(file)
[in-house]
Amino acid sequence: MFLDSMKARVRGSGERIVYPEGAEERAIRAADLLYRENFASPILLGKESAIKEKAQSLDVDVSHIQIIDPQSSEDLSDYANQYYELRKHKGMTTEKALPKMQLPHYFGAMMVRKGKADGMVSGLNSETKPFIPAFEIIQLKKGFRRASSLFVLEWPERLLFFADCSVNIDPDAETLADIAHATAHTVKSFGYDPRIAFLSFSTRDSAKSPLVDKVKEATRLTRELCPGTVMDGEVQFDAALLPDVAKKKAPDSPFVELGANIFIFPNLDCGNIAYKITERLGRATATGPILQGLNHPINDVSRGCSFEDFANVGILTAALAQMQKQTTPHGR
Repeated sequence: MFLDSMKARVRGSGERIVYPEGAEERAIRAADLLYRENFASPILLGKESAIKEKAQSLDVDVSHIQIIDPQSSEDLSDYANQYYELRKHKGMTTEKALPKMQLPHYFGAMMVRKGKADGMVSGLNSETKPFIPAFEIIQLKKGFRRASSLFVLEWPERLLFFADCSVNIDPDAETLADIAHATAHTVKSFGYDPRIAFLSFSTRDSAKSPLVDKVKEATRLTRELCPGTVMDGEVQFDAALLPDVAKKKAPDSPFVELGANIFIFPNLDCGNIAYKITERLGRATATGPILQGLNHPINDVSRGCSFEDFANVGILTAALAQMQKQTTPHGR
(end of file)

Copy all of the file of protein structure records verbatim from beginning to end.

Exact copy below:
[in-house]
Amino acid sequence: MFLDSMKARVRGSGERIVYPEGAEERAIRAADLLYRENFASPILLGKESAIKEKAQSLDVDVSHIQIIDPQSSEDLSDYANQYYELRKHKGMTTEKALPKMQLPHYFGAMMVRKGKADGMVSGLNSETKPFIPAFEIIQLKKGFRRASSLFVLEWPERLLFFADCSVNIDPDAETLADIAHATAHTVKSFGYDPRIAFLSFSTRDSAKSPLVDKVKEATRLTRELCPGTVMDGEVQFDAALLPDVAKKKAPDSPFVELGANIFIFPNLDCGNIAYKITERLGRATATGPILQGLNHPINDVSRGCSFEDFANVGILTAALAQMQKQTTPHGR
Repeated sequence: MFLDSMKARVRGSGERIVYPEGAEERAIRAADLLYRENFASPILLGKESAIKEKAQSLDVDVSHIQIIDPQSSEDLSDYANQYYELRKHKGMTTEKALPKMQLPHYFGAMMVRKGKADGMVSGLNSETKPFIPAFEIIQLKKGFRRASSLFVLEWPERLLFFADCSVNIDPDAETLADIAHATAHTVKSFGYDPRIAFLSFSTRDSAKSPLVDKVKEATRLTRELCPGTVMDGEVQFDAALLPDVAKKKAPDSPFVELGANIFIFPNLDCGNIAYKITERLGRATATGPILQGLNHPINDVSRGCSFEDFANVGILTAALAQMQKQTTPHGR